NEW MEXICO (KRQE) – As rain approaches this weekend in New Mexico, many residents will be collecting rainwater, but is that legal? The World Water Reserve published a full state-by-state guide to explain which states are and aren’t allowed to harvest rainwater.

While collecting rainwater is not federally illegal, many states do have restrictions in place, and water laws are primarily handled on the state level. On the contrary, some states even offer incentives if you do collect rainwater.

What Are Rainwater Collection Rules in New Mexico?

In the state of New Mexico, it is perfectly legal and even encouraged to collect rainwater. In Albuquerque, the water authority offers the following rebates based on the amount of rain that can be stored in each rain barrel:

  • $25 for 50-149 gallons
  • $50 for 150-299 gallons
  • $75 for 300-499 gallons
  • $100 for 500-999 gallons
  • $125 for 1,000-1,499 gallons
  • $150 for 1,500+ gallons

*To apply for a rebate, register for the site by clicking here. For a full list of rebates and requirements, click here.

Santa Fe also offers rebates for rainwater collection in both small and large quantities. Those rebates are as follows:

  • $12 for 50-99 gallons
  • $25 for 100-199 gallons
  • $50 for 200-499 gallons
    • Rain barrels must have an overflow, secure lid, screen, and water access tap to qualify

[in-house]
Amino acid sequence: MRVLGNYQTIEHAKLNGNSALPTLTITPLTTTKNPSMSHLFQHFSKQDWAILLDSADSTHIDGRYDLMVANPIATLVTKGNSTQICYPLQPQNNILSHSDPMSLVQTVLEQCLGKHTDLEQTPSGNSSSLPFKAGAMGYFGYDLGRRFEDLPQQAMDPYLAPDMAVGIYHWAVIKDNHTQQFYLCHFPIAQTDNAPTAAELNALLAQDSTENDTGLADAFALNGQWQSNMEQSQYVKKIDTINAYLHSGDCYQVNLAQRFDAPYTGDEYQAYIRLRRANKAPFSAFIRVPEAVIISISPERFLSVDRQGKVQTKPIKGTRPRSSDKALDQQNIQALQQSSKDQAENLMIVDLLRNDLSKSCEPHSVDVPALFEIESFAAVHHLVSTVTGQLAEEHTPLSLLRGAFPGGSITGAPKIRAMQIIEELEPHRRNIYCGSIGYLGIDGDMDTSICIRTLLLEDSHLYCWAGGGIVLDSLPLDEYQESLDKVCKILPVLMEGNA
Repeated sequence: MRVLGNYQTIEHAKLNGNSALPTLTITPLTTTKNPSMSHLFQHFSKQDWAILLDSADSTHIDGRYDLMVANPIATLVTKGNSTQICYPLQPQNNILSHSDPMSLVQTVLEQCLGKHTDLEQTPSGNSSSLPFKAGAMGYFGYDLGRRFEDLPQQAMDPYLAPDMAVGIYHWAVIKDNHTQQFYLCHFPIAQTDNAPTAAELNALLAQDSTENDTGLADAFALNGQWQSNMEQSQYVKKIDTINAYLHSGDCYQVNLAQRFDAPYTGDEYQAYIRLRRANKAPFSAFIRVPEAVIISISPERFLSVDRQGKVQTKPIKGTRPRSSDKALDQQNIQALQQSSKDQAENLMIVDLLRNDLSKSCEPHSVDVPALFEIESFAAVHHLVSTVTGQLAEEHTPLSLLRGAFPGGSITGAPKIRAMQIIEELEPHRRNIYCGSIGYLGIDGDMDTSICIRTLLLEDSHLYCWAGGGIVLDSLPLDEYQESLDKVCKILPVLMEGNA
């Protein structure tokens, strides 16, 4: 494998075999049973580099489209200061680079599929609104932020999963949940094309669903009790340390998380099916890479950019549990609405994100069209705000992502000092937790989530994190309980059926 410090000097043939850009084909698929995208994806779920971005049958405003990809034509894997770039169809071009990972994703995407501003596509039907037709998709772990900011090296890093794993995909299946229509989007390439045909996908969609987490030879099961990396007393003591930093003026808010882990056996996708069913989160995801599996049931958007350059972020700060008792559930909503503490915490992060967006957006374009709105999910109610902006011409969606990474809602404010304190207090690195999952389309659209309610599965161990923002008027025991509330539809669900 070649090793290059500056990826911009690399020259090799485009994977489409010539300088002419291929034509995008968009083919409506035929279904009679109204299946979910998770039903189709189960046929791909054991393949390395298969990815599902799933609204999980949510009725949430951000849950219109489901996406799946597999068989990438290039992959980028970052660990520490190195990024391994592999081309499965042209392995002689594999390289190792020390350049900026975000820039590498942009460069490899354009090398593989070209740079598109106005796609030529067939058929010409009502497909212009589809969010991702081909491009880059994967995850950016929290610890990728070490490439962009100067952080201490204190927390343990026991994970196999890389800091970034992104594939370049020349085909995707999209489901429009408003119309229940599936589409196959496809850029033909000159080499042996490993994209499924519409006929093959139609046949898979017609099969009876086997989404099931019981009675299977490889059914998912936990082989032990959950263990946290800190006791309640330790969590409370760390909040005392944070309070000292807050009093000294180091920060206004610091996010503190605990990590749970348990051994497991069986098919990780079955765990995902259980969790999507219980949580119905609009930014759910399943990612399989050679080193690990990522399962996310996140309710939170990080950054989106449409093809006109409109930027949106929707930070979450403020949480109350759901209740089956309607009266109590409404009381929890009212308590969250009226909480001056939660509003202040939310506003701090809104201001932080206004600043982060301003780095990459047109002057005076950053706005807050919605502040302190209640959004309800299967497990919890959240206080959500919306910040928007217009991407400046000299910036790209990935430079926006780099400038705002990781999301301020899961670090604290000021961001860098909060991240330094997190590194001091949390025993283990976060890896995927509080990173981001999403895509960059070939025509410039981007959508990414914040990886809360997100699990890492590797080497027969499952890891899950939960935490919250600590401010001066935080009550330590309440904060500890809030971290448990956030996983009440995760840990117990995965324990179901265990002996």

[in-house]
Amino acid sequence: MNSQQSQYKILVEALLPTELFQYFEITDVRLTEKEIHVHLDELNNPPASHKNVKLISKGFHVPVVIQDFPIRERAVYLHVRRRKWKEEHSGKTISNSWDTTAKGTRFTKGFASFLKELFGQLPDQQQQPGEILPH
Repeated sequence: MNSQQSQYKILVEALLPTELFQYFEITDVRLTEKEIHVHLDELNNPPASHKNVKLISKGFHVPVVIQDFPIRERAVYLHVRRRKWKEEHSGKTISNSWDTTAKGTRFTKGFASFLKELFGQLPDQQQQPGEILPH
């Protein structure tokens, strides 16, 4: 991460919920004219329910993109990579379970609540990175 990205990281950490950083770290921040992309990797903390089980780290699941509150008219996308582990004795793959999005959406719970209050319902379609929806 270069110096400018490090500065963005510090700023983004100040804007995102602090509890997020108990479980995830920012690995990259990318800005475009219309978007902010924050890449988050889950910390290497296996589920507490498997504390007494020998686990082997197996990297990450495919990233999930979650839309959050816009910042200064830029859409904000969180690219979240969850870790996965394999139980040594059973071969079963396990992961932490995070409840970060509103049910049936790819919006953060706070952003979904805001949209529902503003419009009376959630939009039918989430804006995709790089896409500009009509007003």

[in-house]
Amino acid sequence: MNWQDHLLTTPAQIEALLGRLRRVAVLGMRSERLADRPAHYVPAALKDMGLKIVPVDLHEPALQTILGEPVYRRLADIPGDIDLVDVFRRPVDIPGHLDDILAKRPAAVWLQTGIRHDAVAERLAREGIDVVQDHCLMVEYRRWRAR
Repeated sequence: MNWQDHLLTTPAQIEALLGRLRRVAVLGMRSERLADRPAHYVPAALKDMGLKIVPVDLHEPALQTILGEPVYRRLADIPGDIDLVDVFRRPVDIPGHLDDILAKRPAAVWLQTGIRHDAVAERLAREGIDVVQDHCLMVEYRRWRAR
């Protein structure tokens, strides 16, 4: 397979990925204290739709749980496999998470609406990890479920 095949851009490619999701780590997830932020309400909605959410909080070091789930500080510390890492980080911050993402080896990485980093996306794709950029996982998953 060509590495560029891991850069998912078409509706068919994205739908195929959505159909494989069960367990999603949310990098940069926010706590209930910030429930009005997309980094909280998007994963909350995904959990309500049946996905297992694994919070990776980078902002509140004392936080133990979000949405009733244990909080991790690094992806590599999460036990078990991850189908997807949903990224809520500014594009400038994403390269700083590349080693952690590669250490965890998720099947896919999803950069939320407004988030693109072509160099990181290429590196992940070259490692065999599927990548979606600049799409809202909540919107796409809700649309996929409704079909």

• Four rain barrels maximum per household are eligible for the rebates
  • Cisterns have a rebate value of $0.25 per gallon

Where Are There collection restrictions?

As far as restrictions go, Arkansas, California, Colorado, Georgia, Illinois, Nevada, North Carolina, Ohio, Oregon, Rhode Island, Texas, Utah, Virginia, Washington, and Wisconsin all have some level of restriction on rainwater collection. The states of Kansas and North Dakota may require a permit to harvest rainwater. In all states not listed above, it is legal to collect rainwater.

Why Do Some States Restrict Water Collection?

Since water availability varies greatly throughout the United States, each state needs to adjust its water use practices based on its climate. According to the World Water Reserve, most states follow the reasonable use doctrine to determine restricts; the doctrine states that “anyone who has a right to the water can reasonably use it for their own benefit as long as it doesn’t restrict the rights of others to use it as well.”

The main reason some states restrict collection is that too much rainwater harvesting can disrupt the cycle of rainfall seeping back into the earth. It is recommended to check your state’s laws regarding water use for further details.